Madison’s own dream punk band Slow Pulp released their second EP, EP2, shortly before spring break. The band certainly lived up to their name for this piece with vibes equally dreamy and equally smashin’.

The EP was released with a party at The Frequency, accompanied by openers Dash Hounds and closer Ian Carroll.

The show was a riot — when previously released single from the album, “Die Alone,” came on, the crowd went wild. Both songs from EP1 and EP2 were played, giving fans a chance to hear both their favs as well as those to fall in love with. Another notable new hit was “Husband Pillow,” resulting in high energy moshing.

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Slow Pulp provided an overall groovy night. Their new tunes are mesmerizing, and their release show definitely captured that. And as if we couldn’t fall in love with them more, the band gave and is giving away proceeds from their custom CD sales to YWCA in Madison.

The album itself features six high-powered jams with subsequent lengthy and psychedelic intervals. This follows the trend of their last EP, though this time the group has been gifted the voice of Emily Massey, the newest member of the band.

Her voice is most notable on “Preoccupied,” pleasantly light, airy and dreamy. The track itself seems to put listeners up in the clouds, aided along by guest Nathan France’s oh-so-smooth saxophone.

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Lyrics to this song are highly relatable, especially for us young folks yearning for that one love we just can’t get our of our heads — “I’m preoccupied with you, I fantasize about the day that you’re alone.”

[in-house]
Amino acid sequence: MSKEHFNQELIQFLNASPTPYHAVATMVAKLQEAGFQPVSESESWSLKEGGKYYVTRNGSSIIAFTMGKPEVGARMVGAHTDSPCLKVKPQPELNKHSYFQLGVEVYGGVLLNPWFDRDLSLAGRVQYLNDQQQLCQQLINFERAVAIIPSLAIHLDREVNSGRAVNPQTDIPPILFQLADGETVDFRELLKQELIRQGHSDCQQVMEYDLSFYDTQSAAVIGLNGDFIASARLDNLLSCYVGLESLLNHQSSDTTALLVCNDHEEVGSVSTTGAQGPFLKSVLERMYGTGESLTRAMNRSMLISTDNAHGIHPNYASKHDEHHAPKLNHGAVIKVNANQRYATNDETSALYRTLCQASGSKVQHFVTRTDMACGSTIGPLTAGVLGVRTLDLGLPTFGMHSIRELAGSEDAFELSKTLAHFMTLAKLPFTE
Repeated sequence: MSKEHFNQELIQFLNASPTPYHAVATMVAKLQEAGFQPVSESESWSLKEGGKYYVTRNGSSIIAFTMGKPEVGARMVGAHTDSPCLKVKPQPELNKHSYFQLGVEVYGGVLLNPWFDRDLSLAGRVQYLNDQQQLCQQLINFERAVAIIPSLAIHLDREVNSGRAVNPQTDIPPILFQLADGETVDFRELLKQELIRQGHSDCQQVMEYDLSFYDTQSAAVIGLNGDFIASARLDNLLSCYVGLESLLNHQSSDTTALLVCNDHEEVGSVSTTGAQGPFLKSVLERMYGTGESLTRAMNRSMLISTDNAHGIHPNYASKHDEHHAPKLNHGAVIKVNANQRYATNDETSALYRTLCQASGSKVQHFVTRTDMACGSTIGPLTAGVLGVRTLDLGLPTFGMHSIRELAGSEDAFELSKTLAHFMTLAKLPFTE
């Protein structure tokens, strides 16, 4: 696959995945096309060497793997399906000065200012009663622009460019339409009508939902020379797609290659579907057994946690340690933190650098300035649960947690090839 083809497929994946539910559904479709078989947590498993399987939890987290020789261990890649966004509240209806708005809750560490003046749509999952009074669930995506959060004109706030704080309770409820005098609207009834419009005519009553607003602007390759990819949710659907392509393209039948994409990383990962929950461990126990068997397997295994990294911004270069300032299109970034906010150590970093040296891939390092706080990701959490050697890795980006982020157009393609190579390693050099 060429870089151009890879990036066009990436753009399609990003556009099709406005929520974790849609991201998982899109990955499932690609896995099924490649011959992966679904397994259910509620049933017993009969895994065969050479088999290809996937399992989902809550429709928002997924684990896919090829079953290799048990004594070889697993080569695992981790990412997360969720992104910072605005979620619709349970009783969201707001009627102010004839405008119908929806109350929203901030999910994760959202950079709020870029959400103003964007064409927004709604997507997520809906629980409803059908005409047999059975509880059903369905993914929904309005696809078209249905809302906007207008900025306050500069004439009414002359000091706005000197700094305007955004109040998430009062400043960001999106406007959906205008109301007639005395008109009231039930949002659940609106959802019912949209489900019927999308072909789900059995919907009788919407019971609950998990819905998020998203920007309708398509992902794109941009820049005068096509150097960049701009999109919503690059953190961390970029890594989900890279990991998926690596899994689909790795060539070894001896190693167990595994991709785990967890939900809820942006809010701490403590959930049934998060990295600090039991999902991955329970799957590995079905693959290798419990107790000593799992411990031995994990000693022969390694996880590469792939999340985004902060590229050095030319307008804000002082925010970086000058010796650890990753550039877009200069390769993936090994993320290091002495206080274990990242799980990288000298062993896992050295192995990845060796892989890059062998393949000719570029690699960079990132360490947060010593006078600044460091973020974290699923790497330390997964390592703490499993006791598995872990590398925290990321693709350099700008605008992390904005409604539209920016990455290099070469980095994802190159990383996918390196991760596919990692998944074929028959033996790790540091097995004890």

“Bundt Cakes” displays the band’s fluidity by moving quickly back and forth between loud, heavy drums and smooth, guitar-centered verses. This is a track with great dancing opportunity.

The most psychedelic-heavy tune on the EP is “Die Alone,” again, released prior to the rest of the tracks. The melody offers interludes between the verses that seemingly have a bunch of clashing guitar notes, but somehow they fit perfectly together to create an irresistible and lasting impression on listeners.

Overall, Slow Pulp’s EP 2 shows the band’s growth, while still remaining true to the sound captured in their earlier collection — their energy and rhythm-based movement is something fans can still find on these new tracks.

Check out this brief audio interview (by yours truly) detailing what it took to get there: